on his house 'in white paint-, deliering a continuous monologue, which we can read as a
conscious cultural production, a production of discourse# Then, the perspectie cuts to the
interior of a room with two other residents, both black, smoking crack, without much dialogue#
;hat discourse there is remains limited to a few sentences about crack itself# The camera
abruptly cuts away, into another conersation between two non-users, both of whom then speak
about using other drugs, and comparing them faorably to crack, not in terms of their potential
for into.ication, but in terms of their ability to limit the use of the drug, making continual
reference to the issue of control# $n this case, the !uestion is both, &can the user control their drug
use 'or does the drug control the addict-<& and &who has control oer these scenes representing
drug use and its surrounding discourse<&# This analysis must therefore note that /inger is a white
'%ritish- man, who moed into the tunnels after his arrial in Few Jork as a &lifestyle choice,& as
well as noting that the long post-production process for this moie is often attributed to /inger7s
demand for uniocal control oer the finished product '/ee $5=%, op cit, and ;ikipedia+
http+99en#wikipedia#org9wiki9=arkL=aysL'documentary--#
;hile these issues suggest themes better addressed through auteur criticism, for the purposes of
this essay, they highlight that societal norms are in an ambiguous relation to this film# On one
hand, the political efficacy of this moie, that is, the raising of awareness about the situation of
homeless people in Few Jork, may be enhanced by the e.plicit inclusion of crack use# On the
other hand, such a scene also reinforces cultural stereotypes that homeless people, especially
those who are black, are incorrigible drug users whose habits put them on the streets and who
will therefore neer reenter society# /uch "udgements are outside the scope of this essay, but it is
worthwhile to "ump ahead a bit and note that while =ee, the woman smoking crack in that scene,
does engage in discourse with Tito, the man who painted the sign prohibiting crack on his house,
shortly thereafter in the film, 8larence, the man shown smoking, is dead by the time the moie is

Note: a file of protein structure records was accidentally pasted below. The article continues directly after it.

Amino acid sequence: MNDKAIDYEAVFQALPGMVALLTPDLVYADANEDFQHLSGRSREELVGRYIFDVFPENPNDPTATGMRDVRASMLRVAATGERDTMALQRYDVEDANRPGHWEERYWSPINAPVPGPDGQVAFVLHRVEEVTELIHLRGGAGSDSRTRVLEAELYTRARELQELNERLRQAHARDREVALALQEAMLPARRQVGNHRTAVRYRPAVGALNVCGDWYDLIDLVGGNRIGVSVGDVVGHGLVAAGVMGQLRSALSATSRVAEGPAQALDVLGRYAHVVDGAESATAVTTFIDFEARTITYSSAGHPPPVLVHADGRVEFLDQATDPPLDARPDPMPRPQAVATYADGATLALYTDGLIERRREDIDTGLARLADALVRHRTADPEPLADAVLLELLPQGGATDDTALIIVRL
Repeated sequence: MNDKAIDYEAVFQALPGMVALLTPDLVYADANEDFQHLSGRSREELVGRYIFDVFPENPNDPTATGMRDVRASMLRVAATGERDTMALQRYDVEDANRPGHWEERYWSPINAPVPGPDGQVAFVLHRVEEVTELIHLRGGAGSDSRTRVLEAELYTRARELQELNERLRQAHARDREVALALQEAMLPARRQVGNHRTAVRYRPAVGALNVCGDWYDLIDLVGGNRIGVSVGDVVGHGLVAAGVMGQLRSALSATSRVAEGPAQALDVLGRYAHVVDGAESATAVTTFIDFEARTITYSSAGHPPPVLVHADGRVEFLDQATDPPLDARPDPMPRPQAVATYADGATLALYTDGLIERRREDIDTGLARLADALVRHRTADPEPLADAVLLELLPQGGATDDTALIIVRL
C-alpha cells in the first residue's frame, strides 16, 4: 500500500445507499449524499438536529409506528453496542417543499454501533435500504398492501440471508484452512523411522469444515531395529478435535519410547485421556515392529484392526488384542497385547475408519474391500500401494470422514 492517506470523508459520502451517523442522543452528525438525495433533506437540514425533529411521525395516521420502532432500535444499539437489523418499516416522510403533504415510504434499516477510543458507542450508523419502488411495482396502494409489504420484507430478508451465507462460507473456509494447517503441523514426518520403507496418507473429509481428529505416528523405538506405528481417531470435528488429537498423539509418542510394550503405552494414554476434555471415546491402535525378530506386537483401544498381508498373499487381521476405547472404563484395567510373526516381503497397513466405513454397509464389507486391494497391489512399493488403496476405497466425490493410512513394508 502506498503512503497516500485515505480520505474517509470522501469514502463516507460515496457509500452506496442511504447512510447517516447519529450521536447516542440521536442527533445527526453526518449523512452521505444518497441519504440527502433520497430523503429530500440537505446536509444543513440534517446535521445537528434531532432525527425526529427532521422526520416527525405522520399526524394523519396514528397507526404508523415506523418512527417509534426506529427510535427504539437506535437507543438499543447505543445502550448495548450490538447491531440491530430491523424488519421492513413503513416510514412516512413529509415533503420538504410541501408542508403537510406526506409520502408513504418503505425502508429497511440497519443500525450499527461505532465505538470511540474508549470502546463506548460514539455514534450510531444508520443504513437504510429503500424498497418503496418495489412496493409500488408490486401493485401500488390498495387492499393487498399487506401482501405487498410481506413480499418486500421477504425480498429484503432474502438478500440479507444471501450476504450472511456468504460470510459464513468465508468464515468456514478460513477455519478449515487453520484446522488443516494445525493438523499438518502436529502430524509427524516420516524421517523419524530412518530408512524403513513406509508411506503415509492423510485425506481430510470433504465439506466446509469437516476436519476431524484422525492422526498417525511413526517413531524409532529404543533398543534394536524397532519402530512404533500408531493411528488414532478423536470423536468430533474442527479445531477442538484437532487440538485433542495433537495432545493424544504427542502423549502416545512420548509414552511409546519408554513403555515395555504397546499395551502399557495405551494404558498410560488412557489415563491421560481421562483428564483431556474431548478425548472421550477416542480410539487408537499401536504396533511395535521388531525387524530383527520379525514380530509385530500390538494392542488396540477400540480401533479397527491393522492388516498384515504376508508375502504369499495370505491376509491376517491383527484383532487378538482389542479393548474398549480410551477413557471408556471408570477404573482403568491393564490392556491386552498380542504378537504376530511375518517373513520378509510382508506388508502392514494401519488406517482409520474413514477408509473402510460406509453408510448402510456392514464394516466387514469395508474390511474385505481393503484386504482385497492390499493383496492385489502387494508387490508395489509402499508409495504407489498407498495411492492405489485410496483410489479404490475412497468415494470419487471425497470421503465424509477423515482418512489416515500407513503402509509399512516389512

releasedB his name is among those in the credits to whose memory the film is dedicated#
To return to some political9economic themes, a recurring image of work-without-works is that of
the scaenger industry# @esidents sift through the detritus and waste of the aboe-ground
consumer society, which is, of course, centered and e.emplified in Few Jork#
The e.cess, surplus, and refuse of that culture becomes the raw materials by which residents
generate capital for themseles# /ome collect bottles, while some sell bootleg 8=s and =M=s,
especially pornography# There is, in the se!uence which focuses on this scaenger industry, a
particular attention paid to interaction between the street and the tunnel# This is most clear in the
strikingly dialectical se!uence of images about food# @esidents discuss their ongoing battle with
the rats in the tunnel, and how they try to keep their bodies and food safe from those rodents#
This is contrasted with shots of residents aboe-ground, sifting through dumpsters, trash cans,
and bags of garbage for discarded food, which are inter-cut with parallel shots of rats in precisely
the same situations# /ome residents are shown making food, e.plaining their arious techni!ues
for cooking, including one man who makes cornbread, his shadow on the wall sering as the
central image of him stirring the ingredients together in a bowl# These isual se!uences, as well
as earlier and later moments in which residents brush their teeth, care for their pets, shower, and
so on, point to the insistence on maintaining the banality and regularity of eeryday life, the
manifestation of domus in transience#
&$f you7re homeless, this is the best spot,& says one man# The alue of protection and stability
cannot be understated for those without priate propertyB the substitute for home life is the
deelopment of inisibility, the inhabitance of opa!ue spaces# $n this sense, the camera7s
technical role is to make transparent and isible that which was hidden# Throughout the film, the
iewer is slowly made aware of the particularity and indiiduality of each featured resident in
this small group of people# Thus, there is a narratie element, a character deelopment, that takes
place on the basis of cinematic representation# The recurrence of indiidual residents, discussions
of their longeity and how they continue to construct spaces for themseles, insistently occurs at
the leel of isual discourse#
There are two significant interentions in terms of this representation that highlight the
conditions of production and distribution, as well as the identification of physical e.istence with
isual reproduction# First is the role of the soundtrack# %eyond the recordings of trains, spoken
language, and other sounds of life in the tunnels, there is a recurrent musical punctuation in the